Ad Valorem Tariff


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Ad Valorem Tariff

A tax on an import calculated as a percentage of the value of the import. This contrasts with tariffs on the weight, size, or quantity of the import. Like all tariffs, ad valorem tariffs are controversial, with opponents arguing that they are economically inefficient. See also: Ad Valorem Tax.
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Whether a specific tariff, in which a fixed amount of tax is levied on a product, or an ad valorem tariff, in which the tariff is a percentage of a product's value, a tariff increases the price of a product in host country currency from (X) to [(X) + tariff rate(X)].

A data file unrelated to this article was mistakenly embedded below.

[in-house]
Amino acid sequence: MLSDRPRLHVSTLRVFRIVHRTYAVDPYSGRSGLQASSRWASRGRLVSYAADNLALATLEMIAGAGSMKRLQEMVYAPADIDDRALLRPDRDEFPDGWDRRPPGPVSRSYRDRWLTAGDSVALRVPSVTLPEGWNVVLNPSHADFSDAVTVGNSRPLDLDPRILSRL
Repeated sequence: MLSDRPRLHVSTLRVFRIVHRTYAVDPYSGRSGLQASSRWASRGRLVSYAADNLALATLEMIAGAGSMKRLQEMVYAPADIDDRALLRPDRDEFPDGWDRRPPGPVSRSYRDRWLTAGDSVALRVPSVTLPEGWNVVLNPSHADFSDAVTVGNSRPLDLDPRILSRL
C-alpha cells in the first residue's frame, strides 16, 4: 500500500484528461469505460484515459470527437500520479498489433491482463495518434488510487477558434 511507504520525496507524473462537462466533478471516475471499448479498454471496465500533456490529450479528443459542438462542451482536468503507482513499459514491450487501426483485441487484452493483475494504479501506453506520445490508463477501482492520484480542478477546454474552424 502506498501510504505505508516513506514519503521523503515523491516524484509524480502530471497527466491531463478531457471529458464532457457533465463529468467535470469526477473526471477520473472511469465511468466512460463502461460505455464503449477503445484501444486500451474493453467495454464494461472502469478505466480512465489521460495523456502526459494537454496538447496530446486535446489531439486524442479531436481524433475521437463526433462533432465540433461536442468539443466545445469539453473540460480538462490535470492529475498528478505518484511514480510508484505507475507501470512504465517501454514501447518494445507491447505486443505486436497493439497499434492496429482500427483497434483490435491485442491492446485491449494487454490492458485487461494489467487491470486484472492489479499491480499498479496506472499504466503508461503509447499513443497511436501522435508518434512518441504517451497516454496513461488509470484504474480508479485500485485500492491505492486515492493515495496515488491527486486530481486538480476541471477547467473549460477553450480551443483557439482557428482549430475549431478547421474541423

Congress had put in place an American Selling Price (ASP) tariff system in 1909, replacing ad valorem tariffs based on invoice prices by tariffs based on what the imported commodity would cost to produce in America.
With his decision to impose a maximum of 30% ad valorem tariffs as opposed to the 40% requested by the steel lobby, the President split the difference between free trade and total protectionism.
BMI cautions, however, that Iran imposes ad valorem tariffs of over 60% on imported medicines, which will significantly raise the final cost to consumers.